Alphabet’s smart-city ambitions for Toronto waterfront face pushback
Sidewalk Labs, a Google sister company, provided detailed plans that appear to far exceed original project scope
In 2017, Google sister company Sidewalk Labs won a bid to build a sustainable neighborhood on a 12-acre parcel of Toronto’s waterfront known as Quayside. On Monday, the company — led by former deputy mayor Dan Doctoroff — revealed its first detailed plans for the area and far more.
In addition to the Phase 1 Quayside development, the proposal includes the creation of a 190-acre “River District” in the city — a move that appears to have surprised the project’s government sponsor, Waterfront Toronto, according to the Wall Street Journal.
“There are proposals where it is clear that Waterfront Toronto and Sidewalk Labs have very different perspectives about what is required for success,” Waterfront Toronto chairman Steve Diamond said. Sidewalk Labs is a subsidiary of Alphabet.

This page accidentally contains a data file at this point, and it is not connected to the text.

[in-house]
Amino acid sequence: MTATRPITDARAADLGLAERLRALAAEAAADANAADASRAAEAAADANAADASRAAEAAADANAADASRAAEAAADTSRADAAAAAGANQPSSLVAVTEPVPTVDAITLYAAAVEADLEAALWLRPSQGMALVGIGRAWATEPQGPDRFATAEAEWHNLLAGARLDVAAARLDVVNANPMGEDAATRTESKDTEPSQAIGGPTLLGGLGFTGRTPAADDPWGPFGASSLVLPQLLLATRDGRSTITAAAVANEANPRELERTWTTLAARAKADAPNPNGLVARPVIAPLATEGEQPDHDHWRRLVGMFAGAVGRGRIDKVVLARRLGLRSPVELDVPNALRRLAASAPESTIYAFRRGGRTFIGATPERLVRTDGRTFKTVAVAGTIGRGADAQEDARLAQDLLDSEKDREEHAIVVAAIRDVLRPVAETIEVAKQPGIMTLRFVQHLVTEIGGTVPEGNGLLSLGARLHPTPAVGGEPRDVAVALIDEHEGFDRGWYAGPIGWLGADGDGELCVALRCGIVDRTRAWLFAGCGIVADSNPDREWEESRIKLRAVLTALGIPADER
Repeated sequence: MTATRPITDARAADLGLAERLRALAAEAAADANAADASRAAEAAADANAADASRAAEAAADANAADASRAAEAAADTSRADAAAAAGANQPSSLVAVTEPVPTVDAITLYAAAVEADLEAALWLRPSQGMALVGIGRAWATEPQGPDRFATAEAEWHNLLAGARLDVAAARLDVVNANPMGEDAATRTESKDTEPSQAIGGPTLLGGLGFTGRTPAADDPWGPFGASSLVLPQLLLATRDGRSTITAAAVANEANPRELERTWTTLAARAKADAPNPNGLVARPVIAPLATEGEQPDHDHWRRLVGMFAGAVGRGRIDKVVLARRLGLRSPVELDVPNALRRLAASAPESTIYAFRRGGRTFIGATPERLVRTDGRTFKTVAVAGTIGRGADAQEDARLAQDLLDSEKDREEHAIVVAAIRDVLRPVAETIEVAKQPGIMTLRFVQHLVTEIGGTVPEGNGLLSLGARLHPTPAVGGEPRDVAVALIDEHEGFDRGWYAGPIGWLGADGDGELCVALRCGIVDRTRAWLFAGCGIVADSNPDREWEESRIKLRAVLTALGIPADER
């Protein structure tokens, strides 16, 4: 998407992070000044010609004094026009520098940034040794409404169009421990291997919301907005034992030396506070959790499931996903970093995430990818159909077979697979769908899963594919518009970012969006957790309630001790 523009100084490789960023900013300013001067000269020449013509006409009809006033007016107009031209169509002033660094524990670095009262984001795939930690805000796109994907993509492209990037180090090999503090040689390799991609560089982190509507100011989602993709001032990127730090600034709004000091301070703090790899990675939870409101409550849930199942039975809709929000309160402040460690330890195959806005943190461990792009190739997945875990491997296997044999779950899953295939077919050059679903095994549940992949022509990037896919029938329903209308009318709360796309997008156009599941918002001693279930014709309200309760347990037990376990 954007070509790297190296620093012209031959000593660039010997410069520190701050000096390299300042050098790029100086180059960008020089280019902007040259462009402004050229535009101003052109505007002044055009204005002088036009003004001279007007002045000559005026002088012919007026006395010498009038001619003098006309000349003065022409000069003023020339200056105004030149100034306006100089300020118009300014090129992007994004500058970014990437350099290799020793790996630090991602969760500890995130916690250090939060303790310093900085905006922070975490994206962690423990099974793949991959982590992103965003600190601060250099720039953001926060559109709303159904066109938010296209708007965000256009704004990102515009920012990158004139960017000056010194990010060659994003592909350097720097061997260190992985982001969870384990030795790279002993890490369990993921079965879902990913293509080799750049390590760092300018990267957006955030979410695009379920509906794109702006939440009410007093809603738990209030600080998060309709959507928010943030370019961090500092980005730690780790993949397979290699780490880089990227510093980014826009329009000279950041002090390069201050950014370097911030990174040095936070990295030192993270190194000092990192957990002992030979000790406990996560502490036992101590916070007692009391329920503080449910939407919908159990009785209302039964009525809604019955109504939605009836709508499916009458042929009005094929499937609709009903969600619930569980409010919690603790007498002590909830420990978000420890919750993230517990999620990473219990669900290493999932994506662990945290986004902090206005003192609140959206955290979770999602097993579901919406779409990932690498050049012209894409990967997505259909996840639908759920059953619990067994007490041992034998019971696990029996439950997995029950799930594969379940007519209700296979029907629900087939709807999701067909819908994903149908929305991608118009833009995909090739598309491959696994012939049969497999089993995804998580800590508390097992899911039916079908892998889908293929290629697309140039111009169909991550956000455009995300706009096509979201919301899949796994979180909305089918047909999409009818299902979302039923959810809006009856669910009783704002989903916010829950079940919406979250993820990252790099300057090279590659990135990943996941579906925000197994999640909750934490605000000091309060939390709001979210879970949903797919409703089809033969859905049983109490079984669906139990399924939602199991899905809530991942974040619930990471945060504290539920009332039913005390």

Doctoroff, who spearheaded Hudson Yards’ development as deputy mayor, appeared to take the comments in stride. “It would be ridiculous to assume every issue would be resolved,” he told the Journal. After public consultations and negotiations, the boards of Waterfront and Alphabet will have to provide final approval for the plan to proceed, possibly as early as 2020.
Previous reports indicate that Sidewalk may ultimately plan to develop as much as 800 acres of Toronto waterfront into a “smart city.” Waterfront Toronto is responsible for a total area of nearly 2,000 acres.
Alphabet’s plans for the area have faced local opposition, and residents have expressed concern over the large amounts of data being collected and how it would be used. A Sidewalk spokesperson said the company has committed to not sell personal data or use it for advertising. [WSJ] — Kevin Sun